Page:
Several studies have reported on the level of stereotypic behaviours in horses. The reports range from a low of 8.1% up to 26% for stabled horses. Results from a survey we conducted with PMU producers found the incidence of stereotypies to be around 5%. We believe many of the management practices used on PMU ranches lower the incidence of stereotypies below the level found in other horse industries.

    PMU horses are typically allowed access to large amounts of forage each day and the time the mares spend eating is similar to the grazing time of feral horses. In our survey farms which fed less than 21 lb. of forage per horse per day were 2.7 times more likely to have stereotypies. The horses on all farms were meeting their daily requirement, but those farms with higher quality forage can feed smaller amounts. From the horses perspective it may be better to have lower quality forage, but more of it, than higher quality forage.

    The housing arrangement for PMU mares allows visual and tactile contact with neighboring horses, which is also a benefit for social animals. PMU horses that can touch and see each other have more social contact than horses kept in traditional box stalls.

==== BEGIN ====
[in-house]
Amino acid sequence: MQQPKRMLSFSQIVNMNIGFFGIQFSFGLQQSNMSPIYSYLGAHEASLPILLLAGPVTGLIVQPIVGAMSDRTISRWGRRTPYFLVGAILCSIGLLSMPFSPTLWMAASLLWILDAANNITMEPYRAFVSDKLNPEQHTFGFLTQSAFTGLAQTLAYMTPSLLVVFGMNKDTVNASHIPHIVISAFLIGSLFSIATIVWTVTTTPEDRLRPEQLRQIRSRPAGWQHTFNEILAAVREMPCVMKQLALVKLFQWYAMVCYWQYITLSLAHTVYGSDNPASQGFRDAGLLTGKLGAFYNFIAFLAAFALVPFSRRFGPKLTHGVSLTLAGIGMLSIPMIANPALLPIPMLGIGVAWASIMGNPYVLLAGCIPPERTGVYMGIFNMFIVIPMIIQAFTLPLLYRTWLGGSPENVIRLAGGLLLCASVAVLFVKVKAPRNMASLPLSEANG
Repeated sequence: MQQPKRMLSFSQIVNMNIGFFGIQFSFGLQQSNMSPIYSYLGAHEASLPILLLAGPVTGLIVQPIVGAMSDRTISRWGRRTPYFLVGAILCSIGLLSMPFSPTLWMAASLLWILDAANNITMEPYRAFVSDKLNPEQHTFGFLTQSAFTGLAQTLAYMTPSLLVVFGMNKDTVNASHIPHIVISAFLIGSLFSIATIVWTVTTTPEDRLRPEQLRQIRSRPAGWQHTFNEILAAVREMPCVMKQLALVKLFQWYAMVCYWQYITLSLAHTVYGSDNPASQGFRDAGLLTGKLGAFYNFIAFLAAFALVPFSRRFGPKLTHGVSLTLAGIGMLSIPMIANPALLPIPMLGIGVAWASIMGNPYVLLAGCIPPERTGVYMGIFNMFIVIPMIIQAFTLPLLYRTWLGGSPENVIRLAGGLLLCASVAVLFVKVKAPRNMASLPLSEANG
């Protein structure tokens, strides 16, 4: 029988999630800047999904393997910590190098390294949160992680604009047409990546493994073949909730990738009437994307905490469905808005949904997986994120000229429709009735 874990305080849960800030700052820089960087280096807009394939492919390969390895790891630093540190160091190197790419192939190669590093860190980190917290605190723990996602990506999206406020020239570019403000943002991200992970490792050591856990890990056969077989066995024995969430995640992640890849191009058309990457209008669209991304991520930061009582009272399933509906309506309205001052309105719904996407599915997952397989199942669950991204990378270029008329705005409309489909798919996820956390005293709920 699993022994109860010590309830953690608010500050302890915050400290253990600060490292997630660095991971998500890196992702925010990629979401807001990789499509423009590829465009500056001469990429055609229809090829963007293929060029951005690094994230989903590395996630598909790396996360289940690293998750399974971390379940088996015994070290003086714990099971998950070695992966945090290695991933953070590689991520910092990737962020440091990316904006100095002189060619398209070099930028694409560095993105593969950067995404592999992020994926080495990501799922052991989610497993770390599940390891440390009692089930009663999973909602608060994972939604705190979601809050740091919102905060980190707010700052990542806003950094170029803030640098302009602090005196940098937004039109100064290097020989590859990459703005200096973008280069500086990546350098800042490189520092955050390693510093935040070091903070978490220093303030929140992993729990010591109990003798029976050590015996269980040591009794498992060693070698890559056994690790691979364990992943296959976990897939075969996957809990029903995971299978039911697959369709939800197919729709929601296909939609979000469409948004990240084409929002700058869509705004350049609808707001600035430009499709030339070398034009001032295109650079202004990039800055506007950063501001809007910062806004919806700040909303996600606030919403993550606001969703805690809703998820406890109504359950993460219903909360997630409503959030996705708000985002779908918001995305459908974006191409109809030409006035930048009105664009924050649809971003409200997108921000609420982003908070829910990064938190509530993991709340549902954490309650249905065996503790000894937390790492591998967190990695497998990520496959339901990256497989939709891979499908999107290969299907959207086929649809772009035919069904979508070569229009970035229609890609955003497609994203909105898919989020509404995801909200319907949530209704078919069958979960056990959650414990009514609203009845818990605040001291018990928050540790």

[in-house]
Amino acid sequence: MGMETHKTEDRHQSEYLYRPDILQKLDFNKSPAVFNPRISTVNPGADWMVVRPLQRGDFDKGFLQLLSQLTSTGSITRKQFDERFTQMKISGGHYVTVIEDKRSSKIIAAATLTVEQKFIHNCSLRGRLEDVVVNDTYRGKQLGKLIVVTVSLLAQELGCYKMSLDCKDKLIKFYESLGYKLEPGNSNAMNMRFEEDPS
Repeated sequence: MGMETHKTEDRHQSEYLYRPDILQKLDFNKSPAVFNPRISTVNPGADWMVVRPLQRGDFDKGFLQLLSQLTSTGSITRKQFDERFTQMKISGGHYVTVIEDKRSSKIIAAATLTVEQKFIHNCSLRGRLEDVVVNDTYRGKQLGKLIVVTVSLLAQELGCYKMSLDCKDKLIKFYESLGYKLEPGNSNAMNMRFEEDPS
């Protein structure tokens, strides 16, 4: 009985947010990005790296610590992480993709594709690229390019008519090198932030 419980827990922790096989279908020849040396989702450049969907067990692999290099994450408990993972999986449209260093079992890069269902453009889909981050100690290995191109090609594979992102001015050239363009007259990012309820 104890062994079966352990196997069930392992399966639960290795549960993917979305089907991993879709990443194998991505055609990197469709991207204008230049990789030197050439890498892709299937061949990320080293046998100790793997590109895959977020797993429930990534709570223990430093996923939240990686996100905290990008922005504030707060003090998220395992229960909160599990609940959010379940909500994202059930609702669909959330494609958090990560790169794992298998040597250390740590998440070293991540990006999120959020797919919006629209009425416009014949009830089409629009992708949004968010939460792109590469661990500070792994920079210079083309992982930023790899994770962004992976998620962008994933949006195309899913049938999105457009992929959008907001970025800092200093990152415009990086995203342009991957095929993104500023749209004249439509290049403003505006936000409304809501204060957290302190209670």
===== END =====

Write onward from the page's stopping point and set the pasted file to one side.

Somewhat surprising was the relationship between the number of times horses were watered and the level of stereotypies. If water is offered continuously to mares they develop a tendency to play in the water and create wet conditions in their stall. Therefore, producers find it better for the horses and the bedding stays drier if the water is offered several times a day instead of continuously. Some producers use watering systems that can automatically water the horses 12 or more times a day. Our analysis identified farms which watered more than 12 times per day as being 2.5 times more likely to have some horese with stereotypies. If this relationship holds up under more scientific scrutiny it may be explained again by the deviation from normal. We know PMU mares under all watering systems are receiving their daily water requirements, but it may be that water is more naturally consumed in larger amounts fewer times per day instead of smaller amounts more often throughout the day. This relationship and hypothesis have not been tested.

    It is encouraging to find the level of stereotypies among horses on PMU farms to be lower on average than the level found in other horse industries. This is a message that needs to be told. As animal welfare advocates we need to continue to work toward finding and adopting welfare friendly systems and we need to continue to educate the public and inform them of our intent and interest in our animals.